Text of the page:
On paper, almost everything in Pushing Daisies sounds familiar. Along with a crime-solving component, it features fantasy elements and a will-they-or-won’t-they romance. But, processed through the hopper of executive producer Bryan Fuller (Wonderfalls) and premiere director Barry Sonnenfeld (Men in Black), these tropes come out feeling strange, something never before attempted on television.
As a kid, Ned (Lee Pace) learned he had the extraordinary ability to bring dead things back to life just by touching them. This gift comes with two admittedly arbitrary caveats, learned by trial and error: if he touches the reanimated person a second time, he or she dies again (for good), and if he keeps the person alive for more than one minute, someone else in close proximity will take his or her place. In last night’s first episode, Ned used this power to ripen dead fruit to make luscious-looking pies, collected rewards on unsolved murders by waking victims and asking whodunit (being sure not to keep them alive too long), and saved his childhood love, Charlotte “Chuck” Charles (Anna Friel), from a lonely afterlife. They’re smitten, but with just one hug or peck on the cheek, she’s headed back to the cemetery.
While the premise is awkward to explain, it was fed to viewers like a confection, smoothly narrated by Jim Dale (best known for recording voices in the Harry Potter audiobook series). With his assured, “magical” tone, he can tell you anything and you’d believe it. In the case of Pushing Daisies, what he has to say is especially sharp and convincing, more matter-of-fact than fairy-tale. “He was 39 years, 42 weeks, five days, three hours, and 26 minutes old,” Dale said of one murder victim. The precision is equal parts chilling and enchanting.
Aside from Dale, the main reason Pushing Daisies seems new is its look. Gorgeous and vibrant, it features super-saturated colors and bright, bold patterns, a perfect antidote to the dark and grainy moodiness that permeates most primetime dramas. Pushing Daisies takes visual composition cues from ornate movies like The Royal Tenenbaums, Big Fish, or Lemony Snicket’s A Series of Unfortunate Events—lush and weird. Coeur d’Coeurs, Ned’s childhood home town, jumps off the screen, its background a field of electric-green grass, Big Bird-yellow sunflowers, and, yes, a sprinkling of daisies.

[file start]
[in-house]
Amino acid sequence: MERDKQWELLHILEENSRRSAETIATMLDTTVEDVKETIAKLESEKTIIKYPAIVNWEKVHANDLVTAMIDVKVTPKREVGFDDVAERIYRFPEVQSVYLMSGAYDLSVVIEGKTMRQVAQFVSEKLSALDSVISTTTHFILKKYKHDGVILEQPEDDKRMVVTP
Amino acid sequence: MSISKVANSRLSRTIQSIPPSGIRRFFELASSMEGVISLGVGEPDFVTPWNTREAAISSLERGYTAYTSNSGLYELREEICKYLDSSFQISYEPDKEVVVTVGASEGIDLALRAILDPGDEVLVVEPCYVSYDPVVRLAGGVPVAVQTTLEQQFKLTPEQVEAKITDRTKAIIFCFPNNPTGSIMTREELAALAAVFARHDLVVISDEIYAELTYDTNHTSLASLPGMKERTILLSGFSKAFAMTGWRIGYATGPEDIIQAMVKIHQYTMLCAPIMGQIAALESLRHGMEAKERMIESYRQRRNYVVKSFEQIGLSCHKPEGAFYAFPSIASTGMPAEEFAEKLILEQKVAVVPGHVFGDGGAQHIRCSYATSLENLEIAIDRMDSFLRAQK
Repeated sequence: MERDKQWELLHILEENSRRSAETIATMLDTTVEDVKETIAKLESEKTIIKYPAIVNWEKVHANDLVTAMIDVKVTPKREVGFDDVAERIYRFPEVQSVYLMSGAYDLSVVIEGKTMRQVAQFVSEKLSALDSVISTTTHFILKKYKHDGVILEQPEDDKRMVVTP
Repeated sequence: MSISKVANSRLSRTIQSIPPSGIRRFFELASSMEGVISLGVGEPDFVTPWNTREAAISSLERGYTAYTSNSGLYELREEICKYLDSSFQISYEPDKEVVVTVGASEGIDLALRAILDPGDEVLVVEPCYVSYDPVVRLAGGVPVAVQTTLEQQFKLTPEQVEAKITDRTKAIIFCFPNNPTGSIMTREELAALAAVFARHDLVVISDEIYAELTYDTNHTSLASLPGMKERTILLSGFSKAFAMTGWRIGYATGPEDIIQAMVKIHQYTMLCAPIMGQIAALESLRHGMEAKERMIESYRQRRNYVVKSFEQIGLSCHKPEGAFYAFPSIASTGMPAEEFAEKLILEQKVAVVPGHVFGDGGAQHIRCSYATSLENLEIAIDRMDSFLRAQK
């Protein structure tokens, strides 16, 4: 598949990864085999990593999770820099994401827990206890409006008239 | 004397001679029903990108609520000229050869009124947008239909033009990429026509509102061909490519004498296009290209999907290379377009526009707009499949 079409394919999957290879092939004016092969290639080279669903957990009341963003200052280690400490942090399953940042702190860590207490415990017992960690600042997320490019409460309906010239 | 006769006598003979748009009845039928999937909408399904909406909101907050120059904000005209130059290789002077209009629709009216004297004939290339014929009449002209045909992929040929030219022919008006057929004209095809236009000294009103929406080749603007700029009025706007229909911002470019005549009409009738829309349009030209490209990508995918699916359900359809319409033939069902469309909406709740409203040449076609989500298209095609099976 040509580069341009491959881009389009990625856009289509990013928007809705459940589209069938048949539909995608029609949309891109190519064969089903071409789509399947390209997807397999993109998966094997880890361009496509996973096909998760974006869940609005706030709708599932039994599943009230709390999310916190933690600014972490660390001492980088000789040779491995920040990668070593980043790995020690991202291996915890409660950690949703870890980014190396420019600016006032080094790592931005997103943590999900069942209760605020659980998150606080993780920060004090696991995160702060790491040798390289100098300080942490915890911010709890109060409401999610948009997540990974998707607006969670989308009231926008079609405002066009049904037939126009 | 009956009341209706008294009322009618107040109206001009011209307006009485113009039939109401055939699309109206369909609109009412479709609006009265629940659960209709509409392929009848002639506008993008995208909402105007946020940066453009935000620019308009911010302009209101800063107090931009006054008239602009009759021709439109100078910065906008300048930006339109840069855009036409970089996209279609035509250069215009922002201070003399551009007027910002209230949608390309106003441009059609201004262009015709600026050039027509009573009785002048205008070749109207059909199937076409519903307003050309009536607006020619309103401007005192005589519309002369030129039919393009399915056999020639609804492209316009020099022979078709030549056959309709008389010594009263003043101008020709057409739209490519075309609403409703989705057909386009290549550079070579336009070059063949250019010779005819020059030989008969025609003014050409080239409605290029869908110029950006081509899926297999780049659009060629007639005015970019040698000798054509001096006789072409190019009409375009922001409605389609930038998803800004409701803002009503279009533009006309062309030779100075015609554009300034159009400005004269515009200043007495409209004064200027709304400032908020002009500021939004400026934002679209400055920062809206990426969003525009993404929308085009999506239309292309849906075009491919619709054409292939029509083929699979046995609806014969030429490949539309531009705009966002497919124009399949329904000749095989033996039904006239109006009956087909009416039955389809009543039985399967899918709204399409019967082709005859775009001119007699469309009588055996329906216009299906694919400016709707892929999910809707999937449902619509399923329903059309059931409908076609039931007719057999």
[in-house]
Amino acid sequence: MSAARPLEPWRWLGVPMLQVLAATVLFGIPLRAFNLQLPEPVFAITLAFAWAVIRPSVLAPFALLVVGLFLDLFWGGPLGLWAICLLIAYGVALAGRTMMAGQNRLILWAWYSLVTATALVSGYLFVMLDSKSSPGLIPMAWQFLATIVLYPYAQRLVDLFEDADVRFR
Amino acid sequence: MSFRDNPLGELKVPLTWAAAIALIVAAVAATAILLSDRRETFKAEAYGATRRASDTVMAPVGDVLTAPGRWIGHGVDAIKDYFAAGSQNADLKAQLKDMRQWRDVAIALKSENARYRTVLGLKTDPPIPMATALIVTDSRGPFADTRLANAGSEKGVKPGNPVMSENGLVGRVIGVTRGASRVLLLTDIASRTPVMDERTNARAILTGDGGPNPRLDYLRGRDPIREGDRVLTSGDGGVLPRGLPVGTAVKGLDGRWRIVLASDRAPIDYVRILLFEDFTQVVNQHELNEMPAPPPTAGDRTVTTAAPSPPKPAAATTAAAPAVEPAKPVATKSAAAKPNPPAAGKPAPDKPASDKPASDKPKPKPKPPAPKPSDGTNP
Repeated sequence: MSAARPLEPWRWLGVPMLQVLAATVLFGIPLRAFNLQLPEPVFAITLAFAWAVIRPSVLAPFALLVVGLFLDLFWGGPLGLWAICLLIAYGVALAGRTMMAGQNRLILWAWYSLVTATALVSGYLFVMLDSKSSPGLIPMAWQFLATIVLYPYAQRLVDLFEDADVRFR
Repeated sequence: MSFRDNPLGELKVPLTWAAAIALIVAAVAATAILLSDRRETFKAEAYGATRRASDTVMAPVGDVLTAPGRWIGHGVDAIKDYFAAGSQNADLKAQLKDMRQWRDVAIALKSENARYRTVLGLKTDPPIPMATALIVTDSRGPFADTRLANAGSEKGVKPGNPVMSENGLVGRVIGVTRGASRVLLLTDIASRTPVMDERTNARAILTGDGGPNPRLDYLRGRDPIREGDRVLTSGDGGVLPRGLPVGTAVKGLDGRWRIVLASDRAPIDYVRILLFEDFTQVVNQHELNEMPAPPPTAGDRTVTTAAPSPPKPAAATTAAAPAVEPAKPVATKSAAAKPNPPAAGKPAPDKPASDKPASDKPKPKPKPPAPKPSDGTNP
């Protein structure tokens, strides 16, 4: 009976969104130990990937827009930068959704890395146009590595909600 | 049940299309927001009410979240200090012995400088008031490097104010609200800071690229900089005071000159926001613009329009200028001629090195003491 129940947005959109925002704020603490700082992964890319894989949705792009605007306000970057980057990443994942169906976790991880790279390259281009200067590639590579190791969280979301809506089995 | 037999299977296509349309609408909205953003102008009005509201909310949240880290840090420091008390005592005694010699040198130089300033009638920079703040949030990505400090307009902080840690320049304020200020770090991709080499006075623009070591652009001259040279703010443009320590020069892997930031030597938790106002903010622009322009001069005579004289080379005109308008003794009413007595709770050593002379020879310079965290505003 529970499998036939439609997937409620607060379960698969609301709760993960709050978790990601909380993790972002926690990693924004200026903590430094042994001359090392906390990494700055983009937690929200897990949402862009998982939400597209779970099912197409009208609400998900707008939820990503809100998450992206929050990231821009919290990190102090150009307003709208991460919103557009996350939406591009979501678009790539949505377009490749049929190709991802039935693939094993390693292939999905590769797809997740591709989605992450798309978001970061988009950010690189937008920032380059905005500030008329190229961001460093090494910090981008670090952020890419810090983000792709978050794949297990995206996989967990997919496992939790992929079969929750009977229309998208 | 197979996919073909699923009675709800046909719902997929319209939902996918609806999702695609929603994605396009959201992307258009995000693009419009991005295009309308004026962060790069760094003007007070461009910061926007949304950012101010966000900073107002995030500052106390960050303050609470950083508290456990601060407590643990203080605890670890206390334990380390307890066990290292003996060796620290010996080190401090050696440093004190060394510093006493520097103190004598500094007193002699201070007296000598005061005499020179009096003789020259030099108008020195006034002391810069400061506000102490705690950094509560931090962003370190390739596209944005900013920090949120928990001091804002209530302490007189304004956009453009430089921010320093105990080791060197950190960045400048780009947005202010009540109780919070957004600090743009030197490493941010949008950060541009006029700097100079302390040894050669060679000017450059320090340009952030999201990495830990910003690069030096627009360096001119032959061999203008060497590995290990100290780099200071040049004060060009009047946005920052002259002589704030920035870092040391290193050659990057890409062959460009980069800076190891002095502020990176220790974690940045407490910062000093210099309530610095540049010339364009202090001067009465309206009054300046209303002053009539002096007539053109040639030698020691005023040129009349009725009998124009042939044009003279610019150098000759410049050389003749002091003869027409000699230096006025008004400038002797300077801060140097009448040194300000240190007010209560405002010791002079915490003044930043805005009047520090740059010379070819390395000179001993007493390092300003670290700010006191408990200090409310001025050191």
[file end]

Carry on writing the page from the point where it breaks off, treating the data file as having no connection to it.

True, such distinctively art-directed sets can be called cold or precious. And yes, Pushing Daisies includes a few characters who so far seem only excessively eccentric (I’m thinking in particular of Chuck’s cheese-loving aunts, former synchronized swimmers played by queens of quirk Swoosie Kurtz and Ellen Greene). But the central relationships are already as warm as its color scheme—which is odd, considering that death is at the forefront of most conversations. When the narrator explained that Ned “reached around his back and held his own hand, pretending to be holding hers, unaware that at that moment, she was pretending to be holding his,” it’s hard not to feel their yearning. “I’d kiss you if it wouldn’t kill me,” Chuck told Ned’s sleeping form. It could be that we’ve found a new Jim and Pam.
It doesn’t hurt that Ned and Chuck are extraordinarily cute and charming, navigating breakneck-paced dialogue like Spencer Tracy and Katharine Hepburn. In the premiere episode, Chuck sighed, “You were my first kiss. First and last. Is that weird?” Ned was right on it: “That’s not weird. It’s symmetrical.” Swoon. Even Emerson Cod (Chi McBride), a private detective and Ned’s “business partner” for the crime-solving end of things, engaged in snappy, funny verbal back-and-forths with Ned at speeds never-before seen in shows that didn’t have characters named Gilmore or Bluth.
On top of the dialogue and its delivery, the plotting of Pushing Daisies is also inspired. The premiere’s narrative unfolded slowly, with hints, mysteries, foreshadowing, and payoffs all elegantly constructed. When Aunt Lily (Kurtz) was introduced wearing an eye patch, we might be forgiven for expecting the worst. But, the patch found its way into the plot in a delightful and enormously significant way. And we might take that as a sign of great fun and wit to come.